This is not only a truth in politicks, but also a certainty in metaphysicks. It is the first principles of Government that give political existence to substitutes, and support them in every instance of their publick conduct; of consequence these principles must be pre-existent in point of time to every constitutional transaction of theirs. Representatives, then, to effect the ruin or subversion of the Constitution, must remain such by virtue of it, during the process, and until they complete its destruction; and so it must survive its own dissolution, acting after it ceases to be. And further, if they can act as Representatives the very instant it is destroyed, which they must, in order to complete its ruin, they can for the succeeding, and so on. The consequence of which would be obviously this, that there could be substitutes of the people to act according to a Constitution, when there was no such thing existing in nature. An absurdity of the first magnitude. The same argument holds with respect to an alteration. This reasoning may be unentertaining, and at first view will perhaps seem a little obscure to a mind not cast in a metaphysical mould. I aim at perspicuity, at the expense of elegance, in every instance of ratiocination; if in this I have failed of success, it is imputable to a misfortune in the choice of words, not to a confusion of perceptions. Sure I am, that I clearly perceive the connection, or disagreement of ideas, and that you must subscribe to my conclusions, being masters of the train of reasoning as it passed in my own mind. Our opposers must either deny our premises, or admit our inference; that is, they must deny that Representatives are constitutional officers, and, as such, bound by it; or admit that we are still independent of the Parent State, notwithstanding their supposed recognition of the authority of Parliament. I have laboured this the more, as it is a general truth so very material in politicks. It was directly in the face of this principle that the British Senate became septennial, which probably is the cause, sine qua non, of our present difficulties. However, the application of this principle, as now established, is obvious, and its use important in the present case, as it evinces, to a demonstration, that had our Assemblies (which is directly the reverse of the truth, as we have already proved) not only acquiesced in, and submitted to Statutes enacted by the British Legislature, but had also, in express terms and in a manner the most cogent, passed Acts declaring this Province annexed to the Empire of Great Britain, and, as such, subject to her laws, this would by no means have united us without the consent of the people, nor have given our Parent State any new rights over us. Such Acts must have been void in their own nature.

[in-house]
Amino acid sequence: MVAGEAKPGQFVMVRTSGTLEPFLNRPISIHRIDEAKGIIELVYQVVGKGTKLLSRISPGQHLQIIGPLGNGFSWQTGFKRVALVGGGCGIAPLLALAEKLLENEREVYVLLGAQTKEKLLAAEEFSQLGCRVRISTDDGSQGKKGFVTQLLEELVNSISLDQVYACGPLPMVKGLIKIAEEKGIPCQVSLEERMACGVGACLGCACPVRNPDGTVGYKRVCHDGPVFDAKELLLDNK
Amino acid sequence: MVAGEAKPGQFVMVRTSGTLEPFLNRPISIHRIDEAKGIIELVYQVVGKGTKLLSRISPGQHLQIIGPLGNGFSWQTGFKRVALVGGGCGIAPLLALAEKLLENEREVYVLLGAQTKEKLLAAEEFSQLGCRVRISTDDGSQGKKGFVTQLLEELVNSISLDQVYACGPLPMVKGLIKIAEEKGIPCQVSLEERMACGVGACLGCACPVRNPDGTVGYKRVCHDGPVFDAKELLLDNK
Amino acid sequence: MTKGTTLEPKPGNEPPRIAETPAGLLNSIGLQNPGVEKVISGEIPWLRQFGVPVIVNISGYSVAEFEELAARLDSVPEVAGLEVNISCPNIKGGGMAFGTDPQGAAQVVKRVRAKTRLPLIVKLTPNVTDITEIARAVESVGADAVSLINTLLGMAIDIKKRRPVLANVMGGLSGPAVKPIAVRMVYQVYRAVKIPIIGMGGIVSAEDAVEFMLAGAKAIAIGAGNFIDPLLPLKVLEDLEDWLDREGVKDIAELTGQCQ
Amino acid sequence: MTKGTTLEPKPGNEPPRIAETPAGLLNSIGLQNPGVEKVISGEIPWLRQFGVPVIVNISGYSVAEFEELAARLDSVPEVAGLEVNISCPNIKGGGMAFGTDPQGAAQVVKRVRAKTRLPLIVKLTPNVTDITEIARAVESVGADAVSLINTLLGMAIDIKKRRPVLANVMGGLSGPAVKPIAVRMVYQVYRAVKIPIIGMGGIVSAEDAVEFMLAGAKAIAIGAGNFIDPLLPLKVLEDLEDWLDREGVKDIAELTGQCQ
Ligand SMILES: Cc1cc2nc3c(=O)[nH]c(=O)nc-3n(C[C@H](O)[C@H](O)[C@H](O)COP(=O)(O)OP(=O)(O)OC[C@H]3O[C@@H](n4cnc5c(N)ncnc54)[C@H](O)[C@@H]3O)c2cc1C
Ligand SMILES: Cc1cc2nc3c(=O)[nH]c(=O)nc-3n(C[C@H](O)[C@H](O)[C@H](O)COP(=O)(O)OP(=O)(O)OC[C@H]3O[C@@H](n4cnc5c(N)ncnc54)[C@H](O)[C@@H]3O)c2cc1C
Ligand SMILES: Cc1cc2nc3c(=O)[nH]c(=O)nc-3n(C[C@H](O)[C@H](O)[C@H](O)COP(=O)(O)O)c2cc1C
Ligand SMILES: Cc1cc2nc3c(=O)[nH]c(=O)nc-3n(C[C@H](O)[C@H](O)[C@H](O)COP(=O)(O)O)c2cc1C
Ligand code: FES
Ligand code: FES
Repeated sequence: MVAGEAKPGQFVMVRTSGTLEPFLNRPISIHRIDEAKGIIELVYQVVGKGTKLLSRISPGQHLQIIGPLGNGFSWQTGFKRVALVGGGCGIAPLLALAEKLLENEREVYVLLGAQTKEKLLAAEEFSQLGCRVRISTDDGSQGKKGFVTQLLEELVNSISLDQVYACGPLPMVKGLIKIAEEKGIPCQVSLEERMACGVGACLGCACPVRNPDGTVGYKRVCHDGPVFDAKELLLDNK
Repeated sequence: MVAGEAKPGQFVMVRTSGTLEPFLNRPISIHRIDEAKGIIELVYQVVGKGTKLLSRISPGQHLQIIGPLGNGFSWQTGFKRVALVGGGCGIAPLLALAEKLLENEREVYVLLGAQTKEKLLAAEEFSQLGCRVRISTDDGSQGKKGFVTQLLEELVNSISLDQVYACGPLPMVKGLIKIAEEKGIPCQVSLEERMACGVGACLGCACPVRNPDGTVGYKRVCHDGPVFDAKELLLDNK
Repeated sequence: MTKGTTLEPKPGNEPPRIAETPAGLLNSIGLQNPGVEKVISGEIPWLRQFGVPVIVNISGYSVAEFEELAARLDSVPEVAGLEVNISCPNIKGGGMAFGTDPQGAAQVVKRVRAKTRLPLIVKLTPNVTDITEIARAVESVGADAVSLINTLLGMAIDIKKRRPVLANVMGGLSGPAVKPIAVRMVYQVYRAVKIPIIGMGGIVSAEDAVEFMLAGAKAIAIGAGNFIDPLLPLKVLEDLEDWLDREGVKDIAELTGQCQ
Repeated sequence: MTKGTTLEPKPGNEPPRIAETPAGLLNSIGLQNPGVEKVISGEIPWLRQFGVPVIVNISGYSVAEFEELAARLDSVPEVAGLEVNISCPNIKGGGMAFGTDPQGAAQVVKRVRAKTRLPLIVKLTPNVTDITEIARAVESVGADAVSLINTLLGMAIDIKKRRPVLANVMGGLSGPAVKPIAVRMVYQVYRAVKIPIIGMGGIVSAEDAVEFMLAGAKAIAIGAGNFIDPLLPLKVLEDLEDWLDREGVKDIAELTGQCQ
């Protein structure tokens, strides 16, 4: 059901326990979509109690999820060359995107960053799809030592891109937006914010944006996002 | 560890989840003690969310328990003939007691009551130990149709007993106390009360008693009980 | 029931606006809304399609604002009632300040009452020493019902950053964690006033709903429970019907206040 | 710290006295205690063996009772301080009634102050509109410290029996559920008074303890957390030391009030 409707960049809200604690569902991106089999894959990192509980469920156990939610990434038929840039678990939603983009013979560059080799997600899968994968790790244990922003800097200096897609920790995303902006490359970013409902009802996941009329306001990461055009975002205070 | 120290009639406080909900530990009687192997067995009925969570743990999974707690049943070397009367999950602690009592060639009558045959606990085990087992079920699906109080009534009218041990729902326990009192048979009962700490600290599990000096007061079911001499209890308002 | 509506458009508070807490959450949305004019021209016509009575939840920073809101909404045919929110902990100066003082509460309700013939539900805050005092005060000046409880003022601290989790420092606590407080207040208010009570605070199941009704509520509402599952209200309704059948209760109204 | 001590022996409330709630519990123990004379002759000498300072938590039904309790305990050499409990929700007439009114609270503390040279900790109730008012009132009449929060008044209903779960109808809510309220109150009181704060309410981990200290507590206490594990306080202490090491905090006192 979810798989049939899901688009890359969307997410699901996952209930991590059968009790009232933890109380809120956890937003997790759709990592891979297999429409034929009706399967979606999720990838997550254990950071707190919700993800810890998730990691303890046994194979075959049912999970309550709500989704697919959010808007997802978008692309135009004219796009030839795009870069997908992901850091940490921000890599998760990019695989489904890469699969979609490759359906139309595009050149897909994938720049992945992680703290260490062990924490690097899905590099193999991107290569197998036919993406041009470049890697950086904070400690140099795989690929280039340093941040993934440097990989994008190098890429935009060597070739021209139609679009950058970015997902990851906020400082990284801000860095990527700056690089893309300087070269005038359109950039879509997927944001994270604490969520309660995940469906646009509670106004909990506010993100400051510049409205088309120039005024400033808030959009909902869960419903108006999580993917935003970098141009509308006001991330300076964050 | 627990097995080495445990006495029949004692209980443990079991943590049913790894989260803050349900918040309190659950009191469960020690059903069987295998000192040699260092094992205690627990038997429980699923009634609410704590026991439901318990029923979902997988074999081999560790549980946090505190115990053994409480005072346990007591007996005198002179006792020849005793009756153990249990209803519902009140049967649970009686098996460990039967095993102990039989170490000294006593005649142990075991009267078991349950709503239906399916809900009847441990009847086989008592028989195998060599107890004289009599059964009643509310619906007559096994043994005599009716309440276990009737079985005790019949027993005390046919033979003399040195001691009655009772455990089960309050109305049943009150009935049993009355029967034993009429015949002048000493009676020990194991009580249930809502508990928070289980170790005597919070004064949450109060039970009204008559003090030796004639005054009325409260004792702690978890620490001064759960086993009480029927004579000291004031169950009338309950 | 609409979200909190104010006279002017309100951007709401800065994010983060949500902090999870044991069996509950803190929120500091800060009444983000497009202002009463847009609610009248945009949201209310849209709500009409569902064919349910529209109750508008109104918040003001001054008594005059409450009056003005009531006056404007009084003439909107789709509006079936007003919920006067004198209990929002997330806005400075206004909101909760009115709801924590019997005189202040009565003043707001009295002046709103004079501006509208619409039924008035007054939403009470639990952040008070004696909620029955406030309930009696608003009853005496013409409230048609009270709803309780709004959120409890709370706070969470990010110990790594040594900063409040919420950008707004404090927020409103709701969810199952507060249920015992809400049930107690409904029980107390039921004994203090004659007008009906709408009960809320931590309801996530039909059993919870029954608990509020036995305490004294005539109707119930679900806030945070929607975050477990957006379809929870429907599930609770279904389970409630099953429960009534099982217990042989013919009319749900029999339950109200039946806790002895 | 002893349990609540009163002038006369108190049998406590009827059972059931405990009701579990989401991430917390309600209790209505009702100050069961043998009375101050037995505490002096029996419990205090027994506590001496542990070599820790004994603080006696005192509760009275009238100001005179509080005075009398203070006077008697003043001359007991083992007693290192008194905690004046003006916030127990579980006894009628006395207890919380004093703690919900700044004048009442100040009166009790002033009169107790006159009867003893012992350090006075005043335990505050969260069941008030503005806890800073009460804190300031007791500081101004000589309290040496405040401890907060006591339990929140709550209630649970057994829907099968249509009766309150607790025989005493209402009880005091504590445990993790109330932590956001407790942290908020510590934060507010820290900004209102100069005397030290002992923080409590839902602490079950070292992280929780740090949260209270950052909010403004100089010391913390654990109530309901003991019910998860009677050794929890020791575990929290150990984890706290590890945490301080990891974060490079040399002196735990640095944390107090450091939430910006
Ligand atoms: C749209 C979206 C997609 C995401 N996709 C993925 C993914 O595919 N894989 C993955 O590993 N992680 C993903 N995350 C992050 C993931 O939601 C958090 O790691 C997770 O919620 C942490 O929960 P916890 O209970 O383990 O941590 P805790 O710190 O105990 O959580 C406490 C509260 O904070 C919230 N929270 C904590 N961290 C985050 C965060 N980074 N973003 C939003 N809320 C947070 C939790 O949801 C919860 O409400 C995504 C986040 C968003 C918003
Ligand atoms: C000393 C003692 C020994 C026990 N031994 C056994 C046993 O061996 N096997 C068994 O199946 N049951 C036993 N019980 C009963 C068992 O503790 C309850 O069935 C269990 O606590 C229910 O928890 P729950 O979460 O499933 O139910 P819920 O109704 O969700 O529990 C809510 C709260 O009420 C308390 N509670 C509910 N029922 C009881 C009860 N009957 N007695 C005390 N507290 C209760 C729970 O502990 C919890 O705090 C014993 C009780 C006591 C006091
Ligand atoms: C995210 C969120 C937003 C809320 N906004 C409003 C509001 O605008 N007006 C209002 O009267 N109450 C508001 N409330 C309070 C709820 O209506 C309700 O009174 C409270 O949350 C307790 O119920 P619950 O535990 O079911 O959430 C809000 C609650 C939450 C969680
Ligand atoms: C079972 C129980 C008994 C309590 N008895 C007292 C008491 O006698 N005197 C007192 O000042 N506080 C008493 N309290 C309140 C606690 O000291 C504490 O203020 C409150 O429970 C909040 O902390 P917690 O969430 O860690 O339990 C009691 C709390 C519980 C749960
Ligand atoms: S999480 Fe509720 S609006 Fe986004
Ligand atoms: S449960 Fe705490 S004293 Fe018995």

A fortiori the adopting of the Statute and Common Law of England in our Courts of Justice, argues no such connection, or subjection, though it has been urged with a zeal not according to knowledge by some, and an address nearly allied to chicanery by others. It is the misfortune, generally, of arguments adduced in support of errour, like Prior' s darts, to return with effect upon those who advance